Reading my Bible the other day, I kept thinking about the Biblical references to knitting and weaving, the most recognizable one being Psalm 139:13-14. Why did God choose that metaphor for knitting or weaving us together in our mother’s wombs? It’s significant to me to remember that God didn’t just wave a magic wand and-Poof!- here we are. Instead, raw, organic materials were taken and put together to form something even more beautiful (Genesis 2:7-8). All of life is a process, a delicate and intentional process that takes great care to develop to successful accomplishment. While I don’t understand, and, to be honest, am quite uncomfortable at times with the process, it brings me comfort and hope to know that the final product of these bits and pieces of God’s process will be wrapped around my children and I, to bring us warmth and comfort and finally, maybe finally, clarity and peace. For now, patience in watching each strand be woven together with the next brings me a little closer to the hope I cannot see, but know is there.

Children’s Grief Therapy Hack #1: Angry eggs- Part 2

Copyright: Nicole Hastings 2015

My twin boys were two when their daddy died and their grief was left unattended for awhile because I was so lost in my own. I didn’t have the slightest clue about how to tune into their grief or what to do about it. They were so young and it was hard for them to comprehend all that had happened and why their daddy was for so long lying in bed and then one day he wasn’t. The boys’ grief came out in droves of crying tantrums, night terrors, acting out and aggression. Just like adults, children can grieve in different ways unique to their own personality and individual experience with the person they lost. One of my boys was very inquisitive, sensitive and open about his feelings from the beginning. The other boy seemed to shut down, refusing to talk about his dad. Instead, his grief came out in physical aggression and acting out. Since they’ve gotten older, we continue to talk openly about anything they want to talk about regarding their dad, and I’ve recently noticed my son who tended to react to grief more physically, getting angry really easily. Any little thing would set him off.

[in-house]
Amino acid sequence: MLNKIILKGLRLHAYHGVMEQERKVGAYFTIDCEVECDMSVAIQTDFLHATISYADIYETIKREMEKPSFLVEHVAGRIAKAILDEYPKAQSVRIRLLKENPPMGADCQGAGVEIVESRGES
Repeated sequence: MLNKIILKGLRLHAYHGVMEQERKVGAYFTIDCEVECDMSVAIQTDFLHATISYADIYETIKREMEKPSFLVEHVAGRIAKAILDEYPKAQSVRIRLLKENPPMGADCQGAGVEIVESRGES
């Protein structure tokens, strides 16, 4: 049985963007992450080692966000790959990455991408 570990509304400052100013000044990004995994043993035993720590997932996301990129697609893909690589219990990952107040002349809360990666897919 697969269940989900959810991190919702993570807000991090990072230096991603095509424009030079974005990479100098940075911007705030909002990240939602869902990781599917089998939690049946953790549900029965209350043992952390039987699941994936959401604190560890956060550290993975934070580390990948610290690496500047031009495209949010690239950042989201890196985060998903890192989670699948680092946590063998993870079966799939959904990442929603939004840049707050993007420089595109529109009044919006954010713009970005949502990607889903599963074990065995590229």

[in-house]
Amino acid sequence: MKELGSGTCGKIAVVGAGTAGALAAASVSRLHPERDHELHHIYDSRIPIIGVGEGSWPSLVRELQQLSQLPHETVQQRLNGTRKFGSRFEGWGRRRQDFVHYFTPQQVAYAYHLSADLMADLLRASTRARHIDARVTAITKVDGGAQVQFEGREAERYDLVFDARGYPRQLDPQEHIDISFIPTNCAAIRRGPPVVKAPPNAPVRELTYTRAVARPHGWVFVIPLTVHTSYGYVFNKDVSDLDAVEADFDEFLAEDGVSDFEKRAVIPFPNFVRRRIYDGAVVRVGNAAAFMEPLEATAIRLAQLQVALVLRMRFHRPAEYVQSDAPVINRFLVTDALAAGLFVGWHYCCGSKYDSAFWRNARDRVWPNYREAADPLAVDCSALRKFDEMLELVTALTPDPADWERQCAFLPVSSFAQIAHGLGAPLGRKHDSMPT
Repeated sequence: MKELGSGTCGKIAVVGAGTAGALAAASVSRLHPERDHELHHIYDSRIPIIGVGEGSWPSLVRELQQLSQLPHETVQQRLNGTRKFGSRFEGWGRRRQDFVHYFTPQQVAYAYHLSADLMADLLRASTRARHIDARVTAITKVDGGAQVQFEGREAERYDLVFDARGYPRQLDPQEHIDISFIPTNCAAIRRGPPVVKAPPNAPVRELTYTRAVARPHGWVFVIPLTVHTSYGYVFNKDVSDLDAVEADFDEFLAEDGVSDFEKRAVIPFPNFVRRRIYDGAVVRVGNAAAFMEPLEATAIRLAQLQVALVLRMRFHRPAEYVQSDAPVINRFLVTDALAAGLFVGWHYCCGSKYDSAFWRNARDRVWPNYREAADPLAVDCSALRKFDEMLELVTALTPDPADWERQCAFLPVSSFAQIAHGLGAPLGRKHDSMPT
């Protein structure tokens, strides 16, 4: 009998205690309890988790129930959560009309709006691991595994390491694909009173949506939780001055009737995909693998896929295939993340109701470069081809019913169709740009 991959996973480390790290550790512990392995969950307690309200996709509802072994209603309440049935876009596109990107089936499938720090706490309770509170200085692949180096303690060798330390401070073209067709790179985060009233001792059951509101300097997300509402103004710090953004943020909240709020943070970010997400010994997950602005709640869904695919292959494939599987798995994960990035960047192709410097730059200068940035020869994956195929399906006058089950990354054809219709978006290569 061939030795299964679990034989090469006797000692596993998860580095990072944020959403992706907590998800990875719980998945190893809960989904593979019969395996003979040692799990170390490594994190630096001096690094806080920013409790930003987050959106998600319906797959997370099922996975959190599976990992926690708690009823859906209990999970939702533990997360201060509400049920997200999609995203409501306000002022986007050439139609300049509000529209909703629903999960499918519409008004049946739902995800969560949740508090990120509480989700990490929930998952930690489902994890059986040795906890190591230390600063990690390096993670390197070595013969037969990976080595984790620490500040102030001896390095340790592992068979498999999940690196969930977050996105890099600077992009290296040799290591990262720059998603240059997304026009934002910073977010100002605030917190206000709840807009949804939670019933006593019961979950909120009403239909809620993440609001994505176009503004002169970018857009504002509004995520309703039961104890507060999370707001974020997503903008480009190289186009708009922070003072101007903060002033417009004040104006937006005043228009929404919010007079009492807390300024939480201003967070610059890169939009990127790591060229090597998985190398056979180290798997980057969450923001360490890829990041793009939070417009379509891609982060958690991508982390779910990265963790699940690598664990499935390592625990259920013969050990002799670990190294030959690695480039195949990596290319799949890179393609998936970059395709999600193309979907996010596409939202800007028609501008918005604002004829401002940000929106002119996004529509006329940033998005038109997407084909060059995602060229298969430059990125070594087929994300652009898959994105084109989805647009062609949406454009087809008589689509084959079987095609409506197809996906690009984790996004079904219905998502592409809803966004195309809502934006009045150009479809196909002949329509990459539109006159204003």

A counselor suggested I let him bang on a piece of wood with a hammer. I tried that, but it quickly escalated into “what else can I hit with a hammer?” so I didn’t revisit that idea. I was wracking my brain to see how I could help him visualize his anger in a safe and productive way when I remembered the dishes I broke with a sledge hammer. If I had just swung a sledgehammer at nothing, I’m sure that it wouldn’t have had the same effect as my seeing the brokenness that laid before me. So I made him “Angry Eggs”: blown out egg shells with angry or sad faces drawn on them. If he’s feeling angry, instead of destructive behavior that might harm someone, himself or a part of the home, he can crush, stomp on, or smash the egg and see the result; tiny little broken pieces of eggshell. When he first did this, it was almost an instant calm and redirection for him. So now, if I sense he’s getting overwhelmed and angry for no apparent reason, I ask him: “Do you want to break an Angry Egg?”

 

 

How to make Angry Eggs:

Items needed:

1 or more raw eggs

1 large needle or safety pin (or I used a corncob holder!)

1 Sharpie marker

Step One: Take an egg out of the carton (preferably at breakfast or during baking if you need an egg anyway)

Step Two: On one end of the egg bore a small hole in the shell with the needle. You might have to make it small at first and gradually make it bigger; the size of a grain of rice should be big enough.

Step Three: Make a same sized hole on the other end of the egg.

Step Four: Clean off the egg if there are any eggy drips and blow into one of the holes on the egg. The yolk and whites should come out the other end, if it doesn’t, make the holes a little bit bigger. Voila—an intact, empty eggshell.

Step Five: Draw any kind of face you want on the egg. If your child is old enough to be gentle with the egg, he/she can draw her own feelings faces.

Step Six: Smash away or save in the carton for another time when emotions are running high. I always have plenty available to reach for at a moment’s notice.

 

*Disclosure: I am not a licensed therapist or counselor. I am merely sharing things that helped me and my family. Please refer to your or your child’s therapist to help identify grief patterns in his/her/your unique experience.